Written by Sarah Mackenzie of Amongst Lovely Things
No one likes to be outnumbered. If you’re in a soccer match and the other team has more players on the field than you, it feels like defeat before you begin.
I don’t just have more children than I do hands- I have more children than I do appendages. Juggling three kids under three while trying to teach my older three (13, 11, 9) was my biggest struggle last year, and it was a doozy, if I do say so myself.
And I do.
Being outnumbered is daunting enough. But to have three toddlers? All at once? That’s a madhouse even if you aren’t trying to teach the oldest pre-algebra and cover the details and implications of The Louisiana Purchase at the same time.
My friend Trina recently said that the difference between surviving and thriving is the simple act of savoring… there is always something sweet worth leaning into. And I think she’s right.
The temptation I faced all year long was to default to survival mode. “It’s really hard,” I would tell myself, “but it’s only for a season. Soon it will be over, and we’ll have calmer days. We’ll be able to get to that history project or read that book together or do more than merely hang on for the ride each day.”
But there’s no savoring in a statement like that. And anyway, I don’t have any grace for tomorrow- for that “someday” when I don’t have toddlers underfoot anymore.
I don’t have grace for it because it’s not my reality.
These toddlers, emptying the kitchen cupboards onto the floor, again. Pulling books off shelves with wild abandon. Filling their diggers with scoopfuls of dirt in the backyard and unloading them into little piles on my kitchen table. Again.
And lest you think my toddlers are the only hard ones, my school-age children picture-perfect, let me disabuse you from that way of thinking. She’s crying over her math lesson. He’s not even trying to name those notes correctly in his piano book. There’s complaining. Bickering. Eye rolling.
This is what I have grace for. This moment, where I am pulled in too many different directions and I’m unsure of how to proceed, this is what I can turn into a thriving moment by simply learning to savor it.
This past school year, I’ve simplified to such bare bones that on numerous occasions, I’ve had to stop and really consider if home was still the best place for my kids to learn.
There was a lot of doubt. A lot of overwhelm. I cried. It was all probably exacerbated because I’d just written a whole book on teaching from rest and unshakable peace.
I got to live that book in a refining-fire kind of way, and it was hard.
My homeschool does not look like yours. It is quite likely far less impressive than your own. Last year, we didn’t do any riveting hands-on projects or super exciting trips. We read aloud together, but not nearly as much as I would have liked. We made some progress in math, though not nearly as much as I hoped.
Frankly, there is nothing out of the ordinary or wildly impressive about doing the daily things. Math problems, listening to the history audio book, capitalizing proper nouns, hashing out a spelling list.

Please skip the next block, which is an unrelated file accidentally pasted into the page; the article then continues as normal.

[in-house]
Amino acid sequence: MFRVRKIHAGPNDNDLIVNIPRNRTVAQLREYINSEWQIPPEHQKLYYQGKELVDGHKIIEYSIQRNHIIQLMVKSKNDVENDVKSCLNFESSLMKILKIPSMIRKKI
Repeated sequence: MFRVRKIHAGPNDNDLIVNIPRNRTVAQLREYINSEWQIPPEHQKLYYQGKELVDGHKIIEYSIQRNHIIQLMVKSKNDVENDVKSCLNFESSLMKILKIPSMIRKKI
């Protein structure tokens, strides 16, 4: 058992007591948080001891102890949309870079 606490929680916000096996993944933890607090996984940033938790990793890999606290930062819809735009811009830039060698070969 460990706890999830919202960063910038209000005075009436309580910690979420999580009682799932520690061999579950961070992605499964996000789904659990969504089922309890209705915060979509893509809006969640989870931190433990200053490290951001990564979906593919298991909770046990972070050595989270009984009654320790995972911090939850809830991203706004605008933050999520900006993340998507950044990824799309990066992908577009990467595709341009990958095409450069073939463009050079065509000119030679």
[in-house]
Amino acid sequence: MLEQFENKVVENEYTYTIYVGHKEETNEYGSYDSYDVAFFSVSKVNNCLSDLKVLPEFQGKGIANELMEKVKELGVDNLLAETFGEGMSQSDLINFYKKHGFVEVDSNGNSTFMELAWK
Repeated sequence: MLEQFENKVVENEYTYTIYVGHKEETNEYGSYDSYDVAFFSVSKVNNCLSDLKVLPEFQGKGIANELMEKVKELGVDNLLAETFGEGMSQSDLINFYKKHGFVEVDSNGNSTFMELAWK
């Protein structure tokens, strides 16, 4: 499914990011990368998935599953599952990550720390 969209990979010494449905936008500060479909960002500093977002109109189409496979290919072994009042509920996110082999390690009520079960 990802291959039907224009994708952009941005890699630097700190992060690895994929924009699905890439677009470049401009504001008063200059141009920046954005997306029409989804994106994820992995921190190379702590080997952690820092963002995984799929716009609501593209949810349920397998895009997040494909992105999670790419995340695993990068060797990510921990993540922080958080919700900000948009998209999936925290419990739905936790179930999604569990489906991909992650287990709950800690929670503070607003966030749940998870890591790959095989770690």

I’m finding that the hardest part of homeschooling with toddlers and babies underfoot is that the vision that lived in my head since I first dreamed up this crazy idea to homeschool looks nothing like my reality.
There aren’t really that many field trips. I don’t feel like my kids have hours upon hours to pursue their passions. Much of our day is doing the next math problem, writing the next spelling word, putting away the laundry, sweeping the entryway floor.
It’s daily and ordinary and not the spectacular, passionate kind of lifestyle that I once dreamed it to be.
But I’m okay with that. Finally. Maybe?
I’m still working on being okay with that.
Because I have grace for this life, this reality, not the one I fancy. The savoring happens in the now.
What has helped me to savor, amidst the daily chaos:
- Simplifying the schedule
Because it doesn’t really matter if we have the most beautiful, carefully thought-out plan if there aren’t enough hours in the day to get to it.
- Simplifying the curriculum
It boils down to stepping off the crazy train, rethinking the model we are operating under, and intentionally setting out to participate in slow, sane education.
- Using spiral notebooks to simplify homeschooling
The best homeschool hack I’ve ever stumbled across cost me 10 cents and 10 minutes. And then it saved my homeschool.
It may not be the wildly elaborate and inspired set of homeschooling plans, the most beautiful vision I had dreamed up. But it’s our reality. It’s our life, our education, and it’s what we have to savor today.
Next year, I very likely will be up against the same challenges. Rather than chasing after 1- and 2- year olds, I’ll be chasing 2- and 3. Based on the last month’s happenings, I’m not thinking that’s going to be a mite easier.
But I’ll make things as simple as possible. I’ll let my kids lose themselves in books to round out the edges and fill in the gaps.
And I’ll trust that He’s got this, even when I’m not enough, even when I mess up, and even when the day spins off its tracks and looks nothing like I wanted it to.
Because He does. Because I’m not. Because I will. And it will too.
And that’s worth savoring.
Babies and toddlers — whew! How are you savoring these messy, crazy days?
This post is part of our Hardest Part of my Homeschool Year series.